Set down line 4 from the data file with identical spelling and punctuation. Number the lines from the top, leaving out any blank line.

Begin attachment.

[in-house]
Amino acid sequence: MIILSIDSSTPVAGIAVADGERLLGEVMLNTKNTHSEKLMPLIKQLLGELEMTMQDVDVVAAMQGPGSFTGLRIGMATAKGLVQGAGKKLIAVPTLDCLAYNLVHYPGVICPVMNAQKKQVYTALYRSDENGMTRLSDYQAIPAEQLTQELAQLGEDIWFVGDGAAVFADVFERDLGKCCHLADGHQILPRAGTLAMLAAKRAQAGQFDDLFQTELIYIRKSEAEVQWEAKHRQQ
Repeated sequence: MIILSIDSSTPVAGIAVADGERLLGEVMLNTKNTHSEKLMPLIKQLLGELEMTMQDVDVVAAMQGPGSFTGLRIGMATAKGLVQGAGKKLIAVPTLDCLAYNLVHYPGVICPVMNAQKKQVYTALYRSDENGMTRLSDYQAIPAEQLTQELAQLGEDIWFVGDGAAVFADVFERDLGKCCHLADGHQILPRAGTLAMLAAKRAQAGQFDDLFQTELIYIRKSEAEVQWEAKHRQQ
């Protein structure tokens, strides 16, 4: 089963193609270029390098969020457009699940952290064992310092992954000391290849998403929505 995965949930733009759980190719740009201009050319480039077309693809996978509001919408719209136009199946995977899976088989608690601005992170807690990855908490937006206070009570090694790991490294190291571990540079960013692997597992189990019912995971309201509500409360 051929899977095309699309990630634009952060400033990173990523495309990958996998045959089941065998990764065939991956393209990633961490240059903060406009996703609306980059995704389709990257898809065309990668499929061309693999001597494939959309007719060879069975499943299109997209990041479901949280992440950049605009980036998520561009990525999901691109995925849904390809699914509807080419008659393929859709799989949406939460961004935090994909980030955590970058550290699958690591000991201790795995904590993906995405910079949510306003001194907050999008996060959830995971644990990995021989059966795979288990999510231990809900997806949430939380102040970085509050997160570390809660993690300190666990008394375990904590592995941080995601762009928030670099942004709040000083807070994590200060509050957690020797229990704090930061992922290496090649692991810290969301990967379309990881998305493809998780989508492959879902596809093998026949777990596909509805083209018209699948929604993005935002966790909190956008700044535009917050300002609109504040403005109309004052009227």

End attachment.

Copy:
């Protein structure tokens, strides 16, 4: 089963193609270029390098969020457009699940952290064992310092992954000391290849998403929505 995965949930733009759980190719740009201009050319480039077309693809996978509001919408719209136009199946995977899976088989608690601005992170807690990855908490937006206070009570090694790991490294190291571990540079960013692997597992189990019912995971309201509500409360 051929899977095309699309990630634009952060400033990173990523495309990958996998045959089941065998990764065939991956393209990633961490240059903060406009996703609306980059995704389709990257898809065309990668499929061309693999001597494939959309007719060879069975499943299109997209990041479901949280992440950049605009980036998520561009990525999901691109995925849904390809699914509807080419008659393929859709799989949406939460961004935090994909980030955590970058550290699958690591000991201790795995904590993906995405910079949510306003001194907050999008996060959830995971644990990995021989059966795979288990999510231990809900997806949430939380102040970085509050997160570390809660993690300190666990008394375990904590592995941080995601762009928030670099942004709040000083807070994590200060509050957690020797229990704090930061992922290496090649692991810290969301990967379309990881998305493809998780989508492959879902596809093998026949777990596909509805083209018209699948929604993005935002966790909190956008700044535009917050300002609109504040403005109309004052009227």